top of page

76% of older adults think Medicare should cover obesity drugs

The vast majority of older adults - 83% - think health insurers should cover medications that can help people with obesity manage their weight, a new poll of people age 50 to 80 finds. In addition, nearly as many people - 76% - believe Medicare should cover these drugs, which it cannot currently do under law, according to the results from the University of Michigan National Poll on Healthy Aging.

"Our data show the strong awareness and interest in these medications, and in access to them through insurance, alongside coverage for other weight-focused care including nutrition counseling, exercise programs and bariatric surgery," said Dr Lauren Oshman, an obesity medicine specialist and associate professor in the U-M Department of Family Medicine who worked on the poll. "We hope these findings will help inform policymakers and benefit plan designers who are grappling with the tradeoffs of cost and long-term benefit when it comes to these medications.” In 2022, Oshman helped lead an analysis that informed the Michigan Medicaid program's decision to cover obesity medications.


A law passed in 2003 prohibits Medicare from covering weight loss medications, though it can cover drugs to help people with Type 2 diabetes manage their weight. Medicaid covers obesity medications for adults with low incomes in 15 states. Most private plans and the Veterans Health Administration cover them, but with restrictions due to high monthly costs for the new generation of medications.


The poll gauged the interest of older adults in taking prescription medications for weight management. Among the 27% of people age 50 to 80 who say they are overweight, 63% are interested in taking such medications. So are 45% of those with diabetes, regardless of weight. Among adults who had ever taken a weight-loss medication before, 83% said they'd do so again.

The poll is based at the U-M Institute for Healthcare Policy and Innovation and supported by AARP and Michigan Medicine, the University of Michigan's academic medical centre. The poll team asked a national sample of adults aged 50 to 80 about their awareness of, and attitudes toward, weight-management medications and other weight-related care.


The new findings come at a time when injectable GLP-1 medications such as Ozempic, Wegovy, Mounjaro and Zepbound have gotten a lot of attention in the news and on social media -overshadowing a previous generation of oral medications also approved for obesity and for weight management in type 2 diabetes.


The poll finds that 61% of people age 50 to 80 had heard of Ozempic. That drug, which has FDA approval only for use in people with diabetes but has been used off-label for weight loss, contains the same active ingredient as Wegovy, which is approved for use in obesity, and which 18% of older adults had heard of.


Next most familiar was the older drug phentermine, which 13% had heard of. In addition to being prescribed alone, it is also available as part of the combination medication sold as Qsymia, which 3% of older adults had heard of. Similarly, 3% had heard of Saxenda or Contrave. Zepbound, the obesity-specific form of the GLP-1 drug Mounjaro approved for diabetes, received FDA approval for weight management after the poll was taken.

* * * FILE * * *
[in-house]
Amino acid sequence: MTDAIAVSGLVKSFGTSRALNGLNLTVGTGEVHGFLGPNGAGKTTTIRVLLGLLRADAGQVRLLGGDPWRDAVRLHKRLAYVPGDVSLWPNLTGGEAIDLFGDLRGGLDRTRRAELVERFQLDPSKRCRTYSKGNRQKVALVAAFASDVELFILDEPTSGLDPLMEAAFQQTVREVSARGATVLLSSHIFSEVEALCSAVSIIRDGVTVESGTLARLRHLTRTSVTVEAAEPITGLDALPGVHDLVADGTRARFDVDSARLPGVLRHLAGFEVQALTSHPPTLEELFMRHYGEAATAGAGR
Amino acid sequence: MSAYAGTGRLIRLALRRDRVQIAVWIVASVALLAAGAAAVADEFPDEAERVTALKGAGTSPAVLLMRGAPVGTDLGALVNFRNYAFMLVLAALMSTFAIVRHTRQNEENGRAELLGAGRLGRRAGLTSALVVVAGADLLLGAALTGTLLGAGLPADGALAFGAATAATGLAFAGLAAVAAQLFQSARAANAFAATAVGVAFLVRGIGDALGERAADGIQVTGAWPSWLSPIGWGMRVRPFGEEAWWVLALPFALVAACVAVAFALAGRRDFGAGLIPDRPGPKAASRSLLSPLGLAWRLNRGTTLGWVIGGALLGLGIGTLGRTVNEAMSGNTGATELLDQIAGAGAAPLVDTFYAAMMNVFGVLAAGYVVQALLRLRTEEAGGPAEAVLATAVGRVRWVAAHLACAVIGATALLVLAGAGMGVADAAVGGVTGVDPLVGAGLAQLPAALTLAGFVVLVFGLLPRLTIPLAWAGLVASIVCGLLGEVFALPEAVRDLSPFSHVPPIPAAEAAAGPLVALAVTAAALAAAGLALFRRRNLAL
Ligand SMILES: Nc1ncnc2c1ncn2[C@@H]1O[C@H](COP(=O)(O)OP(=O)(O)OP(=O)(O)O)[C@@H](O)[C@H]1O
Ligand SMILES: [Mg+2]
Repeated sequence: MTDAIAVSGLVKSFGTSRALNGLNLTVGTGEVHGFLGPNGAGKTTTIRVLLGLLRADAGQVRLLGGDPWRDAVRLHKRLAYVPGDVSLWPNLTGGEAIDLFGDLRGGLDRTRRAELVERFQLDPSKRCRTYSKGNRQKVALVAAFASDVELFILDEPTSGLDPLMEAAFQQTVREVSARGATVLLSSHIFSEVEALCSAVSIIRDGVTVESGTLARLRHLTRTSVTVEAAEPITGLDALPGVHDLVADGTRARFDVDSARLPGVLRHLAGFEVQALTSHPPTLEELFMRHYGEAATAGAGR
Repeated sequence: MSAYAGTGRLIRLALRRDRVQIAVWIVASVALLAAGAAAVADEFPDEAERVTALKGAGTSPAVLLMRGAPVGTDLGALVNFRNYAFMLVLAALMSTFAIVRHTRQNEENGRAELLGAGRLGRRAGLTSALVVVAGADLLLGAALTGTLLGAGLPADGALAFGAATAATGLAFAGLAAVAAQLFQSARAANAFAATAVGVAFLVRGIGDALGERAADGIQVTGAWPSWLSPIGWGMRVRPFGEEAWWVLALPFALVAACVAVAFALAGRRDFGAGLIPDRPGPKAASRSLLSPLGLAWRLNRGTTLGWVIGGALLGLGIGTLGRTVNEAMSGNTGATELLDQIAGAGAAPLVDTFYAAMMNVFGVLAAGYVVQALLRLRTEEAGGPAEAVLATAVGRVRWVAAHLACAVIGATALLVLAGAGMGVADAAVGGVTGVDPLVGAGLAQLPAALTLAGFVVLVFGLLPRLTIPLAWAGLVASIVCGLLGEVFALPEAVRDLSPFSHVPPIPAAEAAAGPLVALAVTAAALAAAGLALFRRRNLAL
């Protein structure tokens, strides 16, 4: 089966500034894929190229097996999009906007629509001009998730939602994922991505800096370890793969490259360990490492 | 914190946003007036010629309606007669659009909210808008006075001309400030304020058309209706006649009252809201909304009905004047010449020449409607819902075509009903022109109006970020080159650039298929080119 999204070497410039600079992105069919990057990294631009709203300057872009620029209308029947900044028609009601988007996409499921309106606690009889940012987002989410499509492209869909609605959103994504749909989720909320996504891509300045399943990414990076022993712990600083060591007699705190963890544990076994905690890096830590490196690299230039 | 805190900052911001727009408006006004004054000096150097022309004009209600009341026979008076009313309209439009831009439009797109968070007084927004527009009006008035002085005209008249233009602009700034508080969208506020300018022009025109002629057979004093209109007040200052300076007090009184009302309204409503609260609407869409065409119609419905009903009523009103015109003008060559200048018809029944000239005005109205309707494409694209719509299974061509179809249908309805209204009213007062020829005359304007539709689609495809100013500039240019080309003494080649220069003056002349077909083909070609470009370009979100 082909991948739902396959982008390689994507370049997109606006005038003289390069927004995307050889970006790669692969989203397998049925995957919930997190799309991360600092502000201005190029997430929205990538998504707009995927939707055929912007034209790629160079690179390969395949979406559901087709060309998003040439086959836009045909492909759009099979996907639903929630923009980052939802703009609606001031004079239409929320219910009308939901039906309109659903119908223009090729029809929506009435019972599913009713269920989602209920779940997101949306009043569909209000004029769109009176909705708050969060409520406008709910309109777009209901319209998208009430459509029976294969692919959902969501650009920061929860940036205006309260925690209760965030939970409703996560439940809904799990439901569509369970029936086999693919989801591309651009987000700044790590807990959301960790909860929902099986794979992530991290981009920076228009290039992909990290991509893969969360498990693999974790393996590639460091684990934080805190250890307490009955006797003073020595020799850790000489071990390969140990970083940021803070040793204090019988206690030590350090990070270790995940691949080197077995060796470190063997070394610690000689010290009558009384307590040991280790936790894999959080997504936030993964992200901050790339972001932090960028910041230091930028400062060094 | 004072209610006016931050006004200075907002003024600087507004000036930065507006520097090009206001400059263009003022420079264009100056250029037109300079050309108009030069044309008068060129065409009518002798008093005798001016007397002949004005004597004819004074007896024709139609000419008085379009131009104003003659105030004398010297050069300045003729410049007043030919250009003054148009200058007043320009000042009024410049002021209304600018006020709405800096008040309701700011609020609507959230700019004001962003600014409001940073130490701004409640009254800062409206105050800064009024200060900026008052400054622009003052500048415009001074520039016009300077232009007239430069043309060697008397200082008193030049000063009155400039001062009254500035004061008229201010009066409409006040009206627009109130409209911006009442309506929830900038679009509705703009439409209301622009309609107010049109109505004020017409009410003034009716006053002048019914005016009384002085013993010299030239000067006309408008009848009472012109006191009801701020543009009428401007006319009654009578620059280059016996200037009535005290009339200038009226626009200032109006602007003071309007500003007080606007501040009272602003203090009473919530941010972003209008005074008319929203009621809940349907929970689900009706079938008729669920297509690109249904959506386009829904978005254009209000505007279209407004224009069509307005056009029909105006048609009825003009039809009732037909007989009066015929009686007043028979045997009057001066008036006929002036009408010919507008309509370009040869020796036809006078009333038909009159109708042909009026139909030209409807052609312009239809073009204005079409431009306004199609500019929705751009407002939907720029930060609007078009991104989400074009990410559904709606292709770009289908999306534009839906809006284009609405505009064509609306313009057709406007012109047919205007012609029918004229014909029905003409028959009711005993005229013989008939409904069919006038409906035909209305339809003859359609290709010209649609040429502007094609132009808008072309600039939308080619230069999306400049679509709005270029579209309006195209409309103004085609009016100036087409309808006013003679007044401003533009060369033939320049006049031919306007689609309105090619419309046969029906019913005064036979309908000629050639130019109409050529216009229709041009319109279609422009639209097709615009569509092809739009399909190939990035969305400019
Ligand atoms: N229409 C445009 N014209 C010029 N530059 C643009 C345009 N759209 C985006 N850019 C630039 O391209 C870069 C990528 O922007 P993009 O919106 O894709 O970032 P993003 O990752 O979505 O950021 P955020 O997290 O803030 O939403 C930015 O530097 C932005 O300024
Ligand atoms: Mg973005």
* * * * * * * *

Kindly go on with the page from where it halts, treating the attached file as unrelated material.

The poll shows most older adults had heard about the medications from the news, but far fewer had heard about them from a health care provider.


"As these medications grow in awareness and use, and insurers make decisions about coverage, it's crucial for patients who have obesity or diabetes, or who are overweight with other health problems, to talk with their health care providers about their options," said poll director, Dr Jeffrey Kullgren, a primary care physician at the VA Ann Arbor Healthcare System and associate professor of internal medicine at U-M.


"This is an important conversation in the face of a growing realisation over the past decade that obesity is a chronic condition with multiple contributing factors that raise downstream risks of health problems and that a combination of lifestyle change and medical or surgical intervention is often needed to address it," he added.


The newer medications can cost more than US$12,000 a year for people who pay out of their own pockets and must be taken long-term to maintain weight loss. However, current data suggest that medications are nearly as effective as bariatric surgery in helping people with obesity lose 10% or more of their body weight, far more than people with obesity can typically achieve or sustain through diet and exercise.


Recent findings suggest a large reduction in the risk of heart-related issues in people with a history of both obesity and heart conditions who took a GLP-1 medication. The strong demand for these medications, including for off-label purposes by people willing to pay full price, has created major shortages of them.


Oshman notes that in the new poll, nearly all older adults said they had tried to lose weight in the past, including large percentages who said they had exercised or changed their diet.


To access the report, please click here

bottom of page